I like the balance, but hopefully we’ll never have to deal with too many characters that don’t have a full scope of emotions or a full personality, because what I try to bring and what I try to look for, as an actor, is the gamut of all that stuff. Of all the human emotions and reactions that anyone in life would have. I liken it to going to a funeral. You know it’s a very dark and depressing and mournful place. But when you’re at your lowest, what else is there but to remember a funny story about the person who passed, or to recount a story that kind of makes fun of that person? Or something to that effect. Even in the worst circumstances in life, there is levity, and there is something to be gained from it. As J.T. has progressed throughout the season, and even into Season 3, I think there’s less of that darkness and that pressure on his shoulders. For example, he’s getting to have a relationship with Tess that he wouldn’t have normally been able to have because of his neuroses and paranoia before.

Taking into account the JT and Tess storyline — this is kind of the first time J.T. has had his own storyline, where it’s not about how he’s contextualized by Vincent or Cat or what they’re doing. It’s just very much his own thing with Tess. So how did you approach this storyline with Tess?

Austin Basis: Well, J.T. had that relationship with Sara in the first season, and it was adversely affected by everything that was going on with Vincent and, in turn, Catherine. And it actually sabotaged the relationship. Or rather, J.T. let it sabotage the relationship. Because, in those last couple episodes, he was supposed to meet her parents and get to that next level. But in retrospect, I feel like J.T. used [Vincent] as an excuse to not take that risk, and not take that leap. There was some sort of comfort in the fact that he was needed, and wrapped up in Vincent’s drama. But then, coming into Season 2, by virtue of Vincent not being there, he started to have to — out of a survival tactic — start to find himself and deal with life by himself.

So, in finding Tess and pursuing his relationship with her, I feel that the challenge for J.T. was twofold: to form your own relationship with a person, independent of the life you’ve known for the past ten years, and then learning how to manage your life — and that relationship — without it being adversely affected by Vincent’s stuff. So the question was, “Can I have a relationship on my own, without Vincent?” And then, “Can I maintain it healthily without all the stuff that’s going on with Vincent adversely affecting it in a negative way that’s going to sabotage it, or provide me with an excuse to sabotage it?”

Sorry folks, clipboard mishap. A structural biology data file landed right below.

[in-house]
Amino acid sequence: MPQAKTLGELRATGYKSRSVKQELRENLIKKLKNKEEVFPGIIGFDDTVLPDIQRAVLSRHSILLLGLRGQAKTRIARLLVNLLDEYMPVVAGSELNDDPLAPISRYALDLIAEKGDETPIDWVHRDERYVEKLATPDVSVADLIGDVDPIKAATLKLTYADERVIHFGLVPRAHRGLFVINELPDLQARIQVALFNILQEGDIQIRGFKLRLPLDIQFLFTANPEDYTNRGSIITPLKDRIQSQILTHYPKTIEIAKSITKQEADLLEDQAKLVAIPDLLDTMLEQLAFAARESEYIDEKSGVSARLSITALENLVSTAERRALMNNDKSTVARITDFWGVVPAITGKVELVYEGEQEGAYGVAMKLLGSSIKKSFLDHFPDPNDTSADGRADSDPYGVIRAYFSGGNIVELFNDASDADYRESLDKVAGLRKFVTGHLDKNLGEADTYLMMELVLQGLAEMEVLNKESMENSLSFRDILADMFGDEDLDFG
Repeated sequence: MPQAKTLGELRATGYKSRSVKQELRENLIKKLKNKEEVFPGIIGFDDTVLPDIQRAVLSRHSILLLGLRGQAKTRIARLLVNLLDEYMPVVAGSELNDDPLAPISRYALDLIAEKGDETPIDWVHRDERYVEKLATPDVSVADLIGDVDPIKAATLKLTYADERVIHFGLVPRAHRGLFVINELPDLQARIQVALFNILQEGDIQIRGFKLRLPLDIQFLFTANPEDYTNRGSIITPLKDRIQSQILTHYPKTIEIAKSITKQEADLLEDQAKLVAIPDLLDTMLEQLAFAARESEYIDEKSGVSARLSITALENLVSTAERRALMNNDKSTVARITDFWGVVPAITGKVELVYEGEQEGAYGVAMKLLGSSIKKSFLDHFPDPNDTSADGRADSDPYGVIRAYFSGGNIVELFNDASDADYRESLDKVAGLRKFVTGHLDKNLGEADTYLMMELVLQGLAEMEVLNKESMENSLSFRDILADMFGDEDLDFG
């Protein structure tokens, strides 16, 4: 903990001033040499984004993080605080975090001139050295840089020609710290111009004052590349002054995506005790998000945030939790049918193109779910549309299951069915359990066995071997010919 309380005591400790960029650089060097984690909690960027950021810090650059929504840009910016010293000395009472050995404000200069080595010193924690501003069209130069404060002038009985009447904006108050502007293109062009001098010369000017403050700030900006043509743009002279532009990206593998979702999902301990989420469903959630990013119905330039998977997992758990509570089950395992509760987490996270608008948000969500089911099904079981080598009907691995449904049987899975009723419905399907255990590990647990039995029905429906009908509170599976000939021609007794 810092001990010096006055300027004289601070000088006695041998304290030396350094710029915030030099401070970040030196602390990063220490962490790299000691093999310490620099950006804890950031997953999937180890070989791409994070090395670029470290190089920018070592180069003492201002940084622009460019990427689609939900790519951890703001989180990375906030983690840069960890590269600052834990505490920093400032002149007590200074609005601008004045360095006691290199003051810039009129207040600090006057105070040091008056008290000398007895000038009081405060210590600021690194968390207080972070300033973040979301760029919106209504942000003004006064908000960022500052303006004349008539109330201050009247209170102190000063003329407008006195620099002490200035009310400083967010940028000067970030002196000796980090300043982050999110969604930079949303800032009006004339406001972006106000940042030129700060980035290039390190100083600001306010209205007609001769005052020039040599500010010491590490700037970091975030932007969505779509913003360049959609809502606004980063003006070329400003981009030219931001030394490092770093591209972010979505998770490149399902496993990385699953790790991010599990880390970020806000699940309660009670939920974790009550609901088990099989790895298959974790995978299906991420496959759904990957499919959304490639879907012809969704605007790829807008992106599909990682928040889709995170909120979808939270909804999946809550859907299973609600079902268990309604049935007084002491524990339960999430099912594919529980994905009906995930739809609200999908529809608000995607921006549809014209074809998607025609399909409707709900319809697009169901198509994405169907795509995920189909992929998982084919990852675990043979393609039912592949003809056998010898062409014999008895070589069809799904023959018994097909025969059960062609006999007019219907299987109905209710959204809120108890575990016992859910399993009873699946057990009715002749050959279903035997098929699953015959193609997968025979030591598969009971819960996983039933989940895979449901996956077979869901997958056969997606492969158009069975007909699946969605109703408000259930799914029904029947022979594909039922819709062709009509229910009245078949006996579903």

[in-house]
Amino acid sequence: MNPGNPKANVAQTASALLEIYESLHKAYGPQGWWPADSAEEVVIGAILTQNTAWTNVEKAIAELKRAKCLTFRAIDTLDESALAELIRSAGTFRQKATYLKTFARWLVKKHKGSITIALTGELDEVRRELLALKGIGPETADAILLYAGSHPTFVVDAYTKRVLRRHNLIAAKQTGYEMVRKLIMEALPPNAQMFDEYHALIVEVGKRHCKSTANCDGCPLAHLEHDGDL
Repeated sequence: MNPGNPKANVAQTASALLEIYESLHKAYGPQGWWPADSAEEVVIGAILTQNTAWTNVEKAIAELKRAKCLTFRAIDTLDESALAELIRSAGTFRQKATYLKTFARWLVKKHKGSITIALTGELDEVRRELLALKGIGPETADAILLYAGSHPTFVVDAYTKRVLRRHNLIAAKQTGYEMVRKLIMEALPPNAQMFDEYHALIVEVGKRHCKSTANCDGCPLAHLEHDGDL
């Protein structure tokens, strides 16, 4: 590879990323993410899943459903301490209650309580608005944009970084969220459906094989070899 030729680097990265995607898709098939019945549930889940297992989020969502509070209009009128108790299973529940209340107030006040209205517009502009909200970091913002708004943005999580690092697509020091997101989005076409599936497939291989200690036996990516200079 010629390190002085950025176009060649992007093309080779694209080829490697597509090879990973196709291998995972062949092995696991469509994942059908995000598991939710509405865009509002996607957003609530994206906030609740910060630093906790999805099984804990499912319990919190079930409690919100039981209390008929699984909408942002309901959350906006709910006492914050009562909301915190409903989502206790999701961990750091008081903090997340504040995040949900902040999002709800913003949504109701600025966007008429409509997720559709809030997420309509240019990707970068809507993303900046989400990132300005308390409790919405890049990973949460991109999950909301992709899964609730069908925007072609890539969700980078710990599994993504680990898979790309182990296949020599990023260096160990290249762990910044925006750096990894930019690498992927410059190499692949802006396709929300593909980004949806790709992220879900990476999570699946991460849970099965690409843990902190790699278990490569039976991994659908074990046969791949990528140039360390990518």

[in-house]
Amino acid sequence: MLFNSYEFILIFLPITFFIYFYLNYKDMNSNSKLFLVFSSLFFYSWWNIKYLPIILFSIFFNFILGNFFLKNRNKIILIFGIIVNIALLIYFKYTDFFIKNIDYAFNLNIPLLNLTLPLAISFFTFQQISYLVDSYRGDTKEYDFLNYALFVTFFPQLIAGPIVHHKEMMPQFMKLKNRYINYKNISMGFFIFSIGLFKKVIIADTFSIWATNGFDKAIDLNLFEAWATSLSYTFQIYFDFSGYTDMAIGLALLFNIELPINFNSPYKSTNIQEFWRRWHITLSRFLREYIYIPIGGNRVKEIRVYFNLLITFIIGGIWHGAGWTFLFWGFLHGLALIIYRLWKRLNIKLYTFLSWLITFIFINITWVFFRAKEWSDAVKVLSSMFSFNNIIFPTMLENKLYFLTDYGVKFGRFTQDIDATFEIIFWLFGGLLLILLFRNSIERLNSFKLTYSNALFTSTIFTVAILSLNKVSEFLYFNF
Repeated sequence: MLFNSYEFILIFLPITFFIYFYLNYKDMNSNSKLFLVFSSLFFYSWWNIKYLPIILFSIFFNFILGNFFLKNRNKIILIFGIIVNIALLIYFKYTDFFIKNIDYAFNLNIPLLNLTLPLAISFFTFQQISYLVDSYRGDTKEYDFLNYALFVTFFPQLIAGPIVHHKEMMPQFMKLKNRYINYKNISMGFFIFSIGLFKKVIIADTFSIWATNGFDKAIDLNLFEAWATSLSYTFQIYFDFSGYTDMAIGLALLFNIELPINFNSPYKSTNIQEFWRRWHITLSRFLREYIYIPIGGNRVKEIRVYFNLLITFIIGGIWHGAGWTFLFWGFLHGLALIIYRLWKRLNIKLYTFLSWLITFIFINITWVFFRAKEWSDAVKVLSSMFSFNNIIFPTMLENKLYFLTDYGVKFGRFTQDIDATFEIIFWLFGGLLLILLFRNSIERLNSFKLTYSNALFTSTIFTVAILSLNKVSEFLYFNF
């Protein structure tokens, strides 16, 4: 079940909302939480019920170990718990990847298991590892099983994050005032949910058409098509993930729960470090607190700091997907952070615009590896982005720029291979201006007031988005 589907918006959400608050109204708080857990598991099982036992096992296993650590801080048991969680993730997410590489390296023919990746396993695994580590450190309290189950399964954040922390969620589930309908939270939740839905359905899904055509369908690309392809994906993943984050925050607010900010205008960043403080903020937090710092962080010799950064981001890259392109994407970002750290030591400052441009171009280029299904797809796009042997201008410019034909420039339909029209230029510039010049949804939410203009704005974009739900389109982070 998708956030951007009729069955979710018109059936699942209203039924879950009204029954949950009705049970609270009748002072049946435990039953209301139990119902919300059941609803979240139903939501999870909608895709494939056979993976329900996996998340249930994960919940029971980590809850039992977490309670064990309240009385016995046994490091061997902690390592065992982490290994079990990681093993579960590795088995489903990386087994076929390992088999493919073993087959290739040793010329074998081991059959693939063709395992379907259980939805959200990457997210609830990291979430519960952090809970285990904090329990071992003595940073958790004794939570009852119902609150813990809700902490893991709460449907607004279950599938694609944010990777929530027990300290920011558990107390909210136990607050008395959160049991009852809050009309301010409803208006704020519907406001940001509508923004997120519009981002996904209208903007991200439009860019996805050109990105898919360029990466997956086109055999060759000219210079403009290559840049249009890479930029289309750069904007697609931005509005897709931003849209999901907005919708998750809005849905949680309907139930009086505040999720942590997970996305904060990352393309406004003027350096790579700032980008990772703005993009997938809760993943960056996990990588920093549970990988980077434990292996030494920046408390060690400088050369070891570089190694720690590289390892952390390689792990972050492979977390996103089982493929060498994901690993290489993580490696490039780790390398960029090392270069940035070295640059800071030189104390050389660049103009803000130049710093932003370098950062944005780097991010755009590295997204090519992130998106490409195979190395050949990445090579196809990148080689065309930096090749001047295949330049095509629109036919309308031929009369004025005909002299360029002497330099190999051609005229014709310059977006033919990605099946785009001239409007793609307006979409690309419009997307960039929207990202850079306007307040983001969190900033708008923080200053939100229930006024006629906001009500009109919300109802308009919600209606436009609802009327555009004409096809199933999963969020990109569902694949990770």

So now that we’re in a relationship and pursuing it, how do we keep it in a separate and independent world from everything that is VinCat? I think both JT and Tess have that same dilemma. How do they have their own thing without being swept away by what is normally the main plot of the show. [Laughs] Now, they will be swept away by it, but the question is how they balance that in regards to their own relationship.

Is there anything you guys do to hone the chemistry? Do you hang out offset, or run scenes together off the clock?

Austin Basis: Nina and I have run scenes together. But I think, for the most part, I’ve been in situations where it’s been both. You run the lines offset, you hang out offset, and that contributes, but it’s not necessarily correlative. If you guys have fun together and hang out offset, you’re not always able to bring that into the chemistry on-camera. And vice-versa. If you hang out on-set and you have a lot of fun, but you hate each other offset, it’s not necessarily going to work that way either. It’s tough to pinpoint the reason for chemistry working, but I would have to cite two things. One, is that the more of us that are in a scene together, the more ridiculous the off-camera or on-camera stuff gets. There’s a lot of high stakes drama, and melodrama too, because it’s romantic and supernatural, and there’s lot of fight stuff. But sometimes we’re dealing with talking with Jay, and he has dots on his face. [Laughs] And sometimes there’s a lot of dialogue we need to get out in a short time, so it’s not the easiest thing.

But if it were too tense, you wouldn’t be able to be free as an actor or as a cast to come up with spontaneous choices. Whereas with us, there’s so much laughing and so much making fun — I mean, I can’t even tell you the amount of times that Jay, off-camera, is screwing off even in the middle of the scene. [Laughs] And we’re having to hold it together and balance our scenes. And then sometimes there are jokes in the scene that make us laugh and we have to do it again. So I’m equally guilty on both sides, both of making the jokes and laughing on camera. But I think that adds the sense of camaraderie that comes across, independent of the tone of the scene, whether it’s comical or dramatic. And I think the other thing is just the fact that — and it was similar with the other show I did, Life Unexpected, in Vancouver — where we’re, for the most part, non-Canadian actors working in Canada. And the writers are in LA. With both shows, that was the case. So there’s this need to bond as a cast, and even the producers and the crew too. There’s a team that forms, because we have to communicate as a unit to the unit in LA, whether it’s the studio we work for, or it’s the writers. You need to come together and have some sort of chemistry for things to flow smoothly.

But I think, because we shoot in Toronto, especially with the second season, outside factors affected everything. The winter was freezing. The winter was way worse than it was last year, and last year wasn’t that great. We did way more outside last year though. Even the hours were worse in the first season. But in the second season, we had a crew that I think gelled in a way that — with the winter, and the ratings being what they were, and the schedule changing — we had nothing else to do but the best work possible, and to come together to do it and withstand it together. The camera crew and the sound crew, and the people that had to be out there working while we were in front of the camera, that was probably the toughest stuff. And the guys that are the grips, they’re moving stuff. And there were the props people who were freezing their butts off and working crazy hours. I think that all bleeds into the show coming across the way it did, especially in the face of the adverse conditions we had to face this season as opposed to last. The winter, and the schedule, and the ratings, and the fear and challenge of the possibility that we may not get picked up. We were fighting a little against the current, but we were doing it together.

Date: August 13th | Category: Beauty & The Beast, Cast, Interviews
View Comments // View All Comments (0) | Posted by Katherine